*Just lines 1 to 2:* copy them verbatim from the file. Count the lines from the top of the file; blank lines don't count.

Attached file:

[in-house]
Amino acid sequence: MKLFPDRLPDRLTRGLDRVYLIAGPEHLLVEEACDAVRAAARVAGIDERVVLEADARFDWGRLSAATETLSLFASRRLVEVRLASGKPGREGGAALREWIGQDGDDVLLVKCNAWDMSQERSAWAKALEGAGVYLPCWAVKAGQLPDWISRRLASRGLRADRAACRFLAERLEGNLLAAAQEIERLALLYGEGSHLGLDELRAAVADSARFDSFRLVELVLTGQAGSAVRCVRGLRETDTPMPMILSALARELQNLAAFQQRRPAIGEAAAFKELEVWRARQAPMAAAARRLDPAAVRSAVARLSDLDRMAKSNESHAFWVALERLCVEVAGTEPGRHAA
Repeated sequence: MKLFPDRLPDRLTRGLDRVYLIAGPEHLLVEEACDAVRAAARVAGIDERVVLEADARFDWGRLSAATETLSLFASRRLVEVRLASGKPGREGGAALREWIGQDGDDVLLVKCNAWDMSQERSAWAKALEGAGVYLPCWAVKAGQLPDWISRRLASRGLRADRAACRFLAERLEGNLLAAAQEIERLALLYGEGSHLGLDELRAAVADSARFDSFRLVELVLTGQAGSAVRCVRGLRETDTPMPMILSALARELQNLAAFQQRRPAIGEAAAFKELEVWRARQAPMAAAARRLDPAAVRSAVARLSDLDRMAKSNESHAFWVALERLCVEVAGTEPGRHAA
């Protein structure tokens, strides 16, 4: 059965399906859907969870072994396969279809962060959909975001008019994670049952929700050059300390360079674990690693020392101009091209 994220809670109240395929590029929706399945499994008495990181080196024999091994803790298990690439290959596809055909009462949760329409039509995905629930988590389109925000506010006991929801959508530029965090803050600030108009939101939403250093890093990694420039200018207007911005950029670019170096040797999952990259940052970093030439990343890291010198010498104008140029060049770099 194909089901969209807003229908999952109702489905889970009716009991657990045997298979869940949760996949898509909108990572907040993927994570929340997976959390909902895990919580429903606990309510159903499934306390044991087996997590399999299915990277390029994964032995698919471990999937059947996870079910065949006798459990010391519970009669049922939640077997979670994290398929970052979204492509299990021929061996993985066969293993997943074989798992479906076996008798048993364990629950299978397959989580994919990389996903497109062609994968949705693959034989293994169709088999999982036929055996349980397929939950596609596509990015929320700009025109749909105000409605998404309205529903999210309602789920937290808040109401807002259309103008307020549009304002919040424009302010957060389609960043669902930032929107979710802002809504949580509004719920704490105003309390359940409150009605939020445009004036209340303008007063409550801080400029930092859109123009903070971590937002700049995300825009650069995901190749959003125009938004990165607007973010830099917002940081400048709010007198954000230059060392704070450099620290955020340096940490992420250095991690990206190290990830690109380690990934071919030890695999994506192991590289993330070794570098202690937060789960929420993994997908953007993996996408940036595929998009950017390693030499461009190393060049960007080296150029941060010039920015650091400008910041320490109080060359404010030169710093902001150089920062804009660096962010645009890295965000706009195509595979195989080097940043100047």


[in-house]
Amino acid sequence: MKLFPDRLPDRLTRGLDRVYLIAGPEHLLVEEACDAVRAAARVAGIDERVVLEADARFDWGRLSAATETLSLFASRRLVEVRLASGKPGREGGAALREWIGQDGDDVLLVKCNAWDMSQERSAWAKALEGAGVYLPCWAVKAGQLPDWISRRLASRGLRADRAACRFLAERLEGNLLAAAQEIERLALLYGEGSHLGLDELRAAVADSARFDSFRLVELVLTGQAGSAVRCVRGLRETDTPMPMILSALARELQNLAAFQQRRPAIGEAAAFKELEVWRARQAPMAAAARRLDPAAVRSAVARLSDLDRMAKSNESHAFWVALERLCVEVAGTEPGRHAA